Children's playgrounds have over the years been constructed in several locations in Roath Park. Other than the account given by A.A. Pettigrew, the main evidence of their existence is Ordnance Survey maps. The 1940 edition is the earliest OS map on which a playground is specifically marked in Roath Park - this, as noted below, was on the western side of the lake.
In May 1914 the Parks Committee accepted a donation from a Mr W H Seager who gave £10 to pay for children's swings to be provided in Roath Park, but it was not reported exactly where these were placed. In 1917, after a serious accident it was decided that the swings should be used only under supervision, so they were kept secured and unused except during the summer school holidays, when attendants were present. The Chief Officer reported in April 1919: "Last season the swings in Roath Park were open for use only during the school holidays....Events have shown that their use is unsafe, except when in charge of a caretaker". Pettigrew stated that in 1921 the swings were "quietly removed".
In 1921 the Parks Committee accepted a tender amounting to £90 for twelve children's hobby horses from Messrs. H. Hunt & Son, Liverpool. These were to be placed in Roath Park but the exact location was not given.
The 1938 Inventory of Parks Buildings and Equipment indicated the presence of a rocking horse somewhere on the banks of the lake.
A.A. Pettigrew referred a number of times to a children's play area in the Botanic Garden, near the bandstand.
In October 1920 the Chief Parks Officer (who was A.A. Pettigrew) reported that in Roath Park a space adjoining the concert enclosure was reserved for young children's play, and here they had a roundabout. This was purchased in 1914 at a cost of £115 from Messrs. A W Gamage, on the initiative of William Pettigrew, the Parks Superintendent at the time, after he had seen a similar roundabout in use in a park in Paris. It was said to be 14 feet in diameter, consisting of twelve donkeys and two motor cars worked by hand from a wheel in the centre. Children were charged one half-penny per ride and it was very popular.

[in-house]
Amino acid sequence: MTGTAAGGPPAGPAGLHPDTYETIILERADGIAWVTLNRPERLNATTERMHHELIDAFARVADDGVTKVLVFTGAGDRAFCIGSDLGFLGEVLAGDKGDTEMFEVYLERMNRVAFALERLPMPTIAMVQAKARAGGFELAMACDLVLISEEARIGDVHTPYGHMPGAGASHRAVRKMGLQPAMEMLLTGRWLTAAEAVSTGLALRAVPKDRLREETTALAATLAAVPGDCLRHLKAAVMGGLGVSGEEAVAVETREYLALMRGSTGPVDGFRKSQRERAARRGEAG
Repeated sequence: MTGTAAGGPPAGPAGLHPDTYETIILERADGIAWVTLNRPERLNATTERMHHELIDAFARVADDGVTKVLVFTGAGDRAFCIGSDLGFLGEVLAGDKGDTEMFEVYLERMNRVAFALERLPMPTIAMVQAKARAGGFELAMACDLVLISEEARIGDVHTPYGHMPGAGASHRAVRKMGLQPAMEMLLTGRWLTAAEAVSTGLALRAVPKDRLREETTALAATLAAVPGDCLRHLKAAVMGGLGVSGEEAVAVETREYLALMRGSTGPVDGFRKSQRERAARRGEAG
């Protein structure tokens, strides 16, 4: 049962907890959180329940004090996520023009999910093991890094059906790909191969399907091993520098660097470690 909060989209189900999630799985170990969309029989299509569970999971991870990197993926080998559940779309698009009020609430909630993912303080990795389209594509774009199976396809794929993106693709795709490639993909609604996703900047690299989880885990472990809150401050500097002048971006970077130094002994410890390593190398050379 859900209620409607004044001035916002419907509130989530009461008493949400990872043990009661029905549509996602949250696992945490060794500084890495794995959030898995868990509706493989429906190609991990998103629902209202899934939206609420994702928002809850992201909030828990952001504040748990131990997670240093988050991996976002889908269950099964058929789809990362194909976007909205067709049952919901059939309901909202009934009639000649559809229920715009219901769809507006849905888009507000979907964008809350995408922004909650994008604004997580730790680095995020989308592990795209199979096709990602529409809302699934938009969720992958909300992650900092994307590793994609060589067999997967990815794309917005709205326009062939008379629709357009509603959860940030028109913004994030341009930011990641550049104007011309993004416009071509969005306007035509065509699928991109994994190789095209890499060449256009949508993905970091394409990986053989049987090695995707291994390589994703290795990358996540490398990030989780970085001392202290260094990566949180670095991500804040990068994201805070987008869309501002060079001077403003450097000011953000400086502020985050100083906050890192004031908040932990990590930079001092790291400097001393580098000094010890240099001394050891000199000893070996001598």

Pettigrew further reported that elsewhere in this section of the park no play was permitted.
The roundabout was probably present until 1951 - in that year the Parks Committee decided that the children's roundabout should be removed from Roath Park, and it was sold for £40.
There is a modern day children's playground in the Botanic Garden roughly between Lake Road East and the Bye-wash, beside the southerly slope of the Promenade.
Lake Road West
The 1940s Ordnance Survey map showed Lavatories at the bottom of Highfield Road and immediately to the north a children's playground which jutted out into the Lake. A paddling pool existed here in the early 1930s: in 1933 the Parks Committee approved an extension to the paddling pool. The public convenience opposite Highfield Road was provided because of the popularity of the enlarged paddling pool. The Ordnance Survey maps for 1954, 1962 and 1970 all showed this area with a playground, paddling pool, shelter and lavatories. Model boats could be sailed in the paddling pool, while the playground equipment included a slide, a rocking horse (made by Wickstead) that could seat five children, and a long swing known as a swing-bob, also able to accommodate a number of children.